Retail recruiting consultant makes pitch to city leaders

Published 11:59 pm Tuesday, December 5, 2017


NATCHEZ — City officials heard a pitch Tuesday night from a retail recruiting service that believes it can enhance Natchez’s retail landscape for approximately $30,000 a year.

Mississippi native Casey Kidd, CEO of retail consultant company NaviRetail, LLC, made a presentation to the Natchez Board of Aldermen and Mayor Darryl Grennell at a special call work session in the City Council Chambers.

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Others attendees included Natchez-Adams Chamber of Commerce President Debbie Hudson, Natchez Convention Center Manager Walter Tipton, FOR Natchez President Chesney Doyle, Natchez Inc. Executive Director Chandler Russ and downtown farmer’s market coordinator Eddie Burkes.

During his pitch, Kidd said his company uses a combination of cellphone and credit card data, conducting retailer-led workshops and representing cities at trade shows to recruit retailers.

Stressing the importance of the data, the 27-year-old said the pairing of GPS data from cellphones and credit card information allows NaviRetail to not only determine every unique consumer of a certain business over the past three or four years and the area in which they live, but also their shopping habits in order to form what he called a “retail trade area.”

These areas can be used to pitch cities to retailers by showing the market potential.

Kidd also said the company attends 15 trade shows a year and called having representation at those events “imperative” for the city in its recruitment efforts.

As a company that is only two years old, Kidd noted that NaviRetail is still growing; the staff currently consists of 10 team members.

Grennell asked Kidd about the company’s success rate. Instead of providing an exact figure, Kidd said that NaviRetail’s longest-tenured client, a southern town which has been with the company for a year and a half, had successfully recruited three retailers over that time: two big-box stores and one small hardware store.

When asked by Grennell if he believed despite certain challenges — such as the lack of a nearby interstate or competition from online retailers such as Amazon — that Natchez could successfully attracted retailers, Kidd answered emphatically.

“I wouldn’t be here otherwise,” Kidd said.

When asked by Ward 1 Alderwoman Joyce Arceneaux-Mathis what Kidd has seen in Natchez driving into town that evening, Kidd responded that he believes Natchez has plenty of characteristics that could attract people, but retail is currently not one of them.

“I think what that’s going to take is that we’re going to have to add to the selection of retailers that are here in order for it to be a retail destination,” Kidd said.

“I feel like a lot of people that shop here might be doing so out of necessity, but if you really want to make the tax revenue that you could out of the retailers that would want to build stores in this town … then you’re going to have to get past the necessity. You’re going to have to have things that they might want to come here and buy.”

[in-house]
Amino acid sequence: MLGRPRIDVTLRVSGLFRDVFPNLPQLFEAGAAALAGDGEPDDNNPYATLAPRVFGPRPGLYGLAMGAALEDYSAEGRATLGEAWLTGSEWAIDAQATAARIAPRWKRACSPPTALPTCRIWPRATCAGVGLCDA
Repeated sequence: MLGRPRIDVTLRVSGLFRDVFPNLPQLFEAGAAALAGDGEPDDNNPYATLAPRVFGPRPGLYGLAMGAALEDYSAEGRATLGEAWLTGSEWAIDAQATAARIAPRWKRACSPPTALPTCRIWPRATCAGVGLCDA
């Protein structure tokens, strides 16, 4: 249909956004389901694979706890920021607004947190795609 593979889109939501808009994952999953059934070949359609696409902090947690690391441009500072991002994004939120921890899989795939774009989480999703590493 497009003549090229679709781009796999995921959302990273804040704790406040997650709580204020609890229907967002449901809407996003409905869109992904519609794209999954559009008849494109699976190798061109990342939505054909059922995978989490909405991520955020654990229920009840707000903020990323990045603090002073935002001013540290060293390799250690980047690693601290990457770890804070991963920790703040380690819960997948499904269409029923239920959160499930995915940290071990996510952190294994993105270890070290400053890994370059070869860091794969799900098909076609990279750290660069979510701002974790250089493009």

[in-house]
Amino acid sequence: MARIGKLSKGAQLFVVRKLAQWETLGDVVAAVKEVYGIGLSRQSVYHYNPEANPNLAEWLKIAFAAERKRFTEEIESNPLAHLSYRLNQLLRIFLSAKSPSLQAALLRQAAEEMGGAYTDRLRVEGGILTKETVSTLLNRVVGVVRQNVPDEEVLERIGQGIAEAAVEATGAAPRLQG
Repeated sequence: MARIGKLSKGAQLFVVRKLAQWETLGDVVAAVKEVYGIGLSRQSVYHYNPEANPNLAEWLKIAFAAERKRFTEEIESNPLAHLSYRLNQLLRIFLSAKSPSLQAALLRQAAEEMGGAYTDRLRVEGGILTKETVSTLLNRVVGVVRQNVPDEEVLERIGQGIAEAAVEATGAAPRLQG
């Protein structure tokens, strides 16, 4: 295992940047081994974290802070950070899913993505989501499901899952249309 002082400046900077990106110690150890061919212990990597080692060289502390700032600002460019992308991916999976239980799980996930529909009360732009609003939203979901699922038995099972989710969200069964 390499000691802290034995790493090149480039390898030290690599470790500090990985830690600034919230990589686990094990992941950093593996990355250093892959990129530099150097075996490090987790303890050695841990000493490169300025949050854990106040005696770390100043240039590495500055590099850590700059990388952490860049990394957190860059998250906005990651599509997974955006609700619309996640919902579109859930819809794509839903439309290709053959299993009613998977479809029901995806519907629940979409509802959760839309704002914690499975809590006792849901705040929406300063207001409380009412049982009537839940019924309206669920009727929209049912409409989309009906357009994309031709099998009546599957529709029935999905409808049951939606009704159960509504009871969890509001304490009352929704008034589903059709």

Kidd said the services his company provides that typically most benefit cities would cost approximately $30,000 in the first 12 months, with zero commitment required after that time frame.

“We are so confident, basically, that we can accomplish what we’re trying to accomplish within 12 months and that you’ll want to hire us for years two; years three; four, five, six, that we don’t have any obligation outside of the first year.”

Kidd said a three-year agreement is typically what companies in his industry require.

If a city decides to re-up after the first year, costs generally are cut in half at that point, Kidd said.

Once the floor opened for questions, Doyle, who is leading the group that spearheaded Natchez’s downtown revitalization project, said that if the city moves forward with NaviRetail, she does not want these new efforts to conflict with what FOR Natchez has started.

“What we were hoping is that if the city decides to move forward with NaviRetail, that we could work together and the focus of this could be on helping recruit businesses for downtown,” Doyle said.

Doyle also mentioned that one of the consultants working on the downtown revitalization effort, Randall Gross, has already conducted a retail market analysis for downtown.

Kidd ensured that ways existed to make sure these efforts do not compete.

Earlier Monday, Doyle also sent Grennell and the aldermen a memo asking that their top priority would be to hire a director for the Natchez Downtown Development Association, a now defunct organization that had worked to promote downtown Natchez. Doyle said in the memo that recruiting retail would be part of the director’s job and the recommended salary for the director would be $60,000 to $70,000. Doyle did not mention these particular comments at the meeting.

After the meeting, Grennell said the city would have to consider the city’s current financial state to determine whether to hire NaviRetail.

More information about what the company offers can be found at